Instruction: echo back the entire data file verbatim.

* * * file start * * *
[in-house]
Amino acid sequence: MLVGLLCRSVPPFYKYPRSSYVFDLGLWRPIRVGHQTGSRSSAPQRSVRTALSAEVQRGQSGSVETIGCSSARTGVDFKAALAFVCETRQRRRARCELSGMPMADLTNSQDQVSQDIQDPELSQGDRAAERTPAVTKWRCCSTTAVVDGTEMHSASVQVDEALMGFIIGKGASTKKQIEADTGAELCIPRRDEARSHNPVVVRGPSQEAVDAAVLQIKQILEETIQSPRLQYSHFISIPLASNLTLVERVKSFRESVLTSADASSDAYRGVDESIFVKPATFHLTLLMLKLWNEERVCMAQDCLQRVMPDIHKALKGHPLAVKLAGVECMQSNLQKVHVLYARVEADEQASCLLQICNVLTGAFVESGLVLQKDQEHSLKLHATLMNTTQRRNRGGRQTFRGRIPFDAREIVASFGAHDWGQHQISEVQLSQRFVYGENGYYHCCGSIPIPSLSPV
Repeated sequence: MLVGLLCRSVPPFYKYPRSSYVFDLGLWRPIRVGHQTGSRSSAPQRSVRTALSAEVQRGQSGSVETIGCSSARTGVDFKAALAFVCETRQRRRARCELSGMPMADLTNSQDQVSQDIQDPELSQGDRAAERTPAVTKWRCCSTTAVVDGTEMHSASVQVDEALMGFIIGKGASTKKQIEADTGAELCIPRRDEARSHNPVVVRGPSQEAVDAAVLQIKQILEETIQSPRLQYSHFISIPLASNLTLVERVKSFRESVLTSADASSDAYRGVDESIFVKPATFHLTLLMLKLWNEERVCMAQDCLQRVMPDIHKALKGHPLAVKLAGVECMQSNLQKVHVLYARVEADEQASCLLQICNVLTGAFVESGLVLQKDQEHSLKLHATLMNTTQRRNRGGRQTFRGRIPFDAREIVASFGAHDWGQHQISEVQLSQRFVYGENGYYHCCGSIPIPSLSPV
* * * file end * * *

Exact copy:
[in-house]
Amino acid sequence: MLVGLLCRSVPPFYKYPRSSYVFDLGLWRPIRVGHQTGSRSSAPQRSVRTALSAEVQRGQSGSVETIGCSSARTGVDFKAALAFVCETRQRRRARCELSGMPMADLTNSQDQVSQDIQDPELSQGDRAAERTPAVTKWRCCSTTAVVDGTEMHSASVQVDEALMGFIIGKGASTKKQIEADTGAELCIPRRDEARSHNPVVVRGPSQEAVDAAVLQIKQILEETIQSPRLQYSHFISIPLASNLTLVERVKSFRESVLTSADASSDAYRGVDESIFVKPATFHLTLLMLKLWNEERVCMAQDCLQRVMPDIHKALKGHPLAVKLAGVECMQSNLQKVHVLYARVEADEQASCLLQICNVLTGAFVESGLVLQKDQEHSLKLHATLMNTTQRRNRGGRQTFRGRIPFDAREIVASFGAHDWGQHQISEVQLSQRFVYGENGYYHCCGSIPIPSLSPV
Repeated sequence: MLVGLLCRSVPPFYKYPRSSYVFDLGLWRPIRVGHQTGSRSSAPQRSVRTALSAEVQRGQSGSVETIGCSSARTGVDFKAALAFVCETRQRRRARCELSGMPMADLTNSQDQVSQDIQDPELSQGDRAAERTPAVTKWRCCSTTAVVDGTEMHSASVQVDEALMGFIIGKGASTKKQIEADTGAELCIPRRDEARSHNPVVVRGPSQEAVDAAVLQIKQILEETIQSPRLQYSHFISIPLASNLTLVERVKSFRESVLTSADASSDAYRGVDESIFVKPATFHLTLLMLKLWNEERVCMAQDCLQRVMPDIHKALKGHPLAVKLAGVECMQSNLQKVHVLYARVEADEQASCLLQICNVLTGAFVESGLVLQKDQEHSLKLHATLMNTTQRRNRGGRQTFRGRIPFDAREIVASFGAHDWGQHQISEVQLSQRFVYGENGYYHCCGSIPIPSLSPV